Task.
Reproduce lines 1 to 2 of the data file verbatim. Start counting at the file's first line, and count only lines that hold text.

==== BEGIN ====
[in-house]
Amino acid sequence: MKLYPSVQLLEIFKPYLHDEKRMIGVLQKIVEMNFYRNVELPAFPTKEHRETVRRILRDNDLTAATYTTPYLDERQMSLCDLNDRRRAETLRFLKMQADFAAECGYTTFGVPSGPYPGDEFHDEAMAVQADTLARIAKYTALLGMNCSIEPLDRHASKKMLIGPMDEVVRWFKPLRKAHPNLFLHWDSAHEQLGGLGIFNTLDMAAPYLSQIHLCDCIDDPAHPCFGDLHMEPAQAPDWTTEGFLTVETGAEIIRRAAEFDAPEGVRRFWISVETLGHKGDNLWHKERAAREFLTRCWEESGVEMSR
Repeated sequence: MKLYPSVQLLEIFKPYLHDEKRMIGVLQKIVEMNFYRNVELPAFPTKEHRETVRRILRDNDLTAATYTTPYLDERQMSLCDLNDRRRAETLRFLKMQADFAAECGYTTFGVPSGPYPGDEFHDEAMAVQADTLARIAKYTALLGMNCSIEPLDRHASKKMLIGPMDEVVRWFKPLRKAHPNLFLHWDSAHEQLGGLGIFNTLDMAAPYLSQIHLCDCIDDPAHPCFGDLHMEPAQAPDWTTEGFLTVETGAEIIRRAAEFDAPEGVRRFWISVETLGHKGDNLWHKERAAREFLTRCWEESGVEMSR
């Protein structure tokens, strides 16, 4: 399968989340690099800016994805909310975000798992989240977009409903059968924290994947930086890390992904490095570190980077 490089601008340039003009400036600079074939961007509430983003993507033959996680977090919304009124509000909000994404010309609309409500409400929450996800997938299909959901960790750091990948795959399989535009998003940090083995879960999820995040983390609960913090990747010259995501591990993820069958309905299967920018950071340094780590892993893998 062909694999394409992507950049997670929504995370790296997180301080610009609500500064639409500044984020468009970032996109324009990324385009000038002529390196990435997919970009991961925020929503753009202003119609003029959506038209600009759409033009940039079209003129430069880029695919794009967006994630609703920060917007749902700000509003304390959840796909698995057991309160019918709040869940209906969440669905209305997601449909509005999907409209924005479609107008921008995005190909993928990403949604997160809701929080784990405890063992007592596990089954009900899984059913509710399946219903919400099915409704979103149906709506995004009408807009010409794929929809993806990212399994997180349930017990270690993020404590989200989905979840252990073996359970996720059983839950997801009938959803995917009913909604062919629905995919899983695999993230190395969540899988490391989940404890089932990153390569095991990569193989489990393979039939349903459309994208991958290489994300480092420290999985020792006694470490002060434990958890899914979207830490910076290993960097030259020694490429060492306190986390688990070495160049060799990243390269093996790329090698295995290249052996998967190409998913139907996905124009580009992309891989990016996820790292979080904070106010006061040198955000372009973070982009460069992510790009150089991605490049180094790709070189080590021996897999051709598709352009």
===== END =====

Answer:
[in-house]
Amino acid sequence: MKLYPSVQLLEIFKPYLHDEKRMIGVLQKIVEMNFYRNVELPAFPTKEHRETVRRILRDNDLTAATYTTPYLDERQMSLCDLNDRRRAETLRFLKMQADFAAECGYTTFGVPSGPYPGDEFHDEAMAVQADTLARIAKYTALLGMNCSIEPLDRHASKKMLIGPMDEVVRWFKPLRKAHPNLFLHWDSAHEQLGGLGIFNTLDMAAPYLSQIHLCDCIDDPAHPCFGDLHMEPAQAPDWTTEGFLTVETGAEIIRRAAEFDAPEGVRRFWISVETLGHKGDNLWHKERAAREFLTRCWEESGVEMSR